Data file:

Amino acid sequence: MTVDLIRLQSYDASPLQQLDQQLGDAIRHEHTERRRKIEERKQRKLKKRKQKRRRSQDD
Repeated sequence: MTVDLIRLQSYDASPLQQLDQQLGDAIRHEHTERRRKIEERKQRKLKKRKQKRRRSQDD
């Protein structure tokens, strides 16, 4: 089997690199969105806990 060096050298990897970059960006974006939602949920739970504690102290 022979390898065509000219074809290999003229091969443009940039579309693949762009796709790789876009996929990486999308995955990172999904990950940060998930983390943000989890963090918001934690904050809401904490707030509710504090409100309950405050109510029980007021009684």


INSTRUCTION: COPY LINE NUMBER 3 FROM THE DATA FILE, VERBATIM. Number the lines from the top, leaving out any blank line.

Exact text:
């Protein structure tokens, strides 16, 4: 089997690199969105806990 060096050298990897970059960006974006939602949920739970504690102290 022979390898065509000219074809290999003229091969443009940039579309693949762009796709790789876009996929990486999308995955990172999904990950940060998930983390943000989890963090918001934690904050809401904490707030509710504090409100309950405050109510029980007021009684």